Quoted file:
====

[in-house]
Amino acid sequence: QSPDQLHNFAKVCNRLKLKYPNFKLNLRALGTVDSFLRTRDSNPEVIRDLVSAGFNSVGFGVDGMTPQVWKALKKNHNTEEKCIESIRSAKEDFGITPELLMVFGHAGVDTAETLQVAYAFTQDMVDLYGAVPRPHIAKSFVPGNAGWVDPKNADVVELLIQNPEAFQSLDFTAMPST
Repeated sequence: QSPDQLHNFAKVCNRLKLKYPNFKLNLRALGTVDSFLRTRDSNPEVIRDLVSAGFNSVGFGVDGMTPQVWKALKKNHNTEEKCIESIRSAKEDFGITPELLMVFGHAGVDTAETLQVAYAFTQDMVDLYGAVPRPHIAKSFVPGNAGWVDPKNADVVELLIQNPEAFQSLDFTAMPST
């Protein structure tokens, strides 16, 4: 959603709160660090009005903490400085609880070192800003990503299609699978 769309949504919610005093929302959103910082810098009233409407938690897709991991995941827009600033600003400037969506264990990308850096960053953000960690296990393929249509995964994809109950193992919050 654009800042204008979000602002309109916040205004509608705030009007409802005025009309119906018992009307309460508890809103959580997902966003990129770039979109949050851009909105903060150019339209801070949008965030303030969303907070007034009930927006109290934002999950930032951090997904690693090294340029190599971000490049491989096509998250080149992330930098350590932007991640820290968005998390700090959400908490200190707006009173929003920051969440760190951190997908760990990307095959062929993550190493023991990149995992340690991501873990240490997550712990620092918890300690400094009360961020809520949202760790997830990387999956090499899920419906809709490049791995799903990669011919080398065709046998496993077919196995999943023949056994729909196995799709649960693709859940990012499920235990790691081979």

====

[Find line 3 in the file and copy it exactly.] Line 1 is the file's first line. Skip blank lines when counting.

Repeated sequence: QSPDQLHNFAKVCNRLKLKYPNFKLNLRALGTVDSFLRTRDSNPEVIRDLVSAGFNSVGFGVDGMTPQVWKALKKNHNTEEKCIESIRSAKEDFGITPELLMVFGHAGVDTAETLQVAYAFTQDMVDLYGAVPRPHIAKSFVPGNAGWVDPKNADVVELLIQNPEAFQSLDFTAMPST